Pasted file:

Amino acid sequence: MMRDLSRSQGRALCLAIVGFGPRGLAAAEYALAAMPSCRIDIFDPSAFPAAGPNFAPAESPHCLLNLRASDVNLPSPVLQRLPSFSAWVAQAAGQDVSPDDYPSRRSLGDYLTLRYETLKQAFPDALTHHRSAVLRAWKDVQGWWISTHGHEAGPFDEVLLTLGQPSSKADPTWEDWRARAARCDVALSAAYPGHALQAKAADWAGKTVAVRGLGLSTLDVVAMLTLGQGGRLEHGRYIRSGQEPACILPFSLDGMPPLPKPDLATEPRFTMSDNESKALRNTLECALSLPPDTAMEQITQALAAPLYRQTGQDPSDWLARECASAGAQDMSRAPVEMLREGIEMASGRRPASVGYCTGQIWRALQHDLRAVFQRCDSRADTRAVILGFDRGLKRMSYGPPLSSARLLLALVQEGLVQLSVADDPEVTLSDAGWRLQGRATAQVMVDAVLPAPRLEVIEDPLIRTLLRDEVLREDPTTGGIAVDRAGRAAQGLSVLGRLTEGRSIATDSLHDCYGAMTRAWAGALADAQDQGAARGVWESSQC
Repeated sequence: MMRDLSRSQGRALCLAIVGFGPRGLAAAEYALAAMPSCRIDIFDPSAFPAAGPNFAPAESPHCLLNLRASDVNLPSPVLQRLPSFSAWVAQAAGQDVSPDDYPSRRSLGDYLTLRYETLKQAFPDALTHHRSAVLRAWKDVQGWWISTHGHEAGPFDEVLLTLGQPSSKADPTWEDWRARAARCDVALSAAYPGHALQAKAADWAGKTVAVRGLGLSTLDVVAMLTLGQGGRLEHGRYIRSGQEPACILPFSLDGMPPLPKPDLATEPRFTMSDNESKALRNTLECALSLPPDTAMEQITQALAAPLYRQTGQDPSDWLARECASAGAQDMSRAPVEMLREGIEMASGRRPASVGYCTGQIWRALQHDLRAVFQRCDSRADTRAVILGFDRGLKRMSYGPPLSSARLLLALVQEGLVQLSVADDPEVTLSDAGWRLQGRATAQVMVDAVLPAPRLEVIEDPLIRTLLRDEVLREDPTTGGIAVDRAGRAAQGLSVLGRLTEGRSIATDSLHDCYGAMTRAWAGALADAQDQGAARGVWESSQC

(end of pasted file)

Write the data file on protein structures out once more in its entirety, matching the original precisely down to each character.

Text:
Amino acid sequence: MMRDLSRSQGRALCLAIVGFGPRGLAAAEYALAAMPSCRIDIFDPSAFPAAGPNFAPAESPHCLLNLRASDVNLPSPVLQRLPSFSAWVAQAAGQDVSPDDYPSRRSLGDYLTLRYETLKQAFPDALTHHRSAVLRAWKDVQGWWISTHGHEAGPFDEVLLTLGQPSSKADPTWEDWRARAARCDVALSAAYPGHALQAKAADWAGKTVAVRGLGLSTLDVVAMLTLGQGGRLEHGRYIRSGQEPACILPFSLDGMPPLPKPDLATEPRFTMSDNESKALRNTLECALSLPPDTAMEQITQALAAPLYRQTGQDPSDWLARECASAGAQDMSRAPVEMLREGIEMASGRRPASVGYCTGQIWRALQHDLRAVFQRCDSRADTRAVILGFDRGLKRMSYGPPLSSARLLLALVQEGLVQLSVADDPEVTLSDAGWRLQGRATAQVMVDAVLPAPRLEVIEDPLIRTLLRDEVLREDPTTGGIAVDRAGRAAQGLSVLGRLTEGRSIATDSLHDCYGAMTRAWAGALADAQDQGAARGVWESSQC
Repeated sequence: MMRDLSRSQGRALCLAIVGFGPRGLAAAEYALAAMPSCRIDIFDPSAFPAAGPNFAPAESPHCLLNLRASDVNLPSPVLQRLPSFSAWVAQAAGQDVSPDDYPSRRSLGDYLTLRYETLKQAFPDALTHHRSAVLRAWKDVQGWWISTHGHEAGPFDEVLLTLGQPSSKADPTWEDWRARAARCDVALSAAYPGHALQAKAADWAGKTVAVRGLGLSTLDVVAMLTLGQGGRLEHGRYIRSGQEPACILPFSLDGMPPLPKPDLATEPRFTMSDNESKALRNTLECALSLPPDTAMEQITQALAAPLYRQTGQDPSDWLARECASAGAQDMSRAPVEMLREGIEMASGRRPASVGYCTGQIWRALQHDLRAVFQRCDSRADTRAVILGFDRGLKRMSYGPPLSSARLLLALVQEGLVQLSVADDPEVTLSDAGWRLQGRATAQVMVDAVLPAPRLEVIEDPLIRTLLRDEVLREDPTTGGIAVDRAGRAAQGLSVLGRLTEGRSIATDSLHDCYGAMTRAWAGALADAQDQGAARGVWESSQC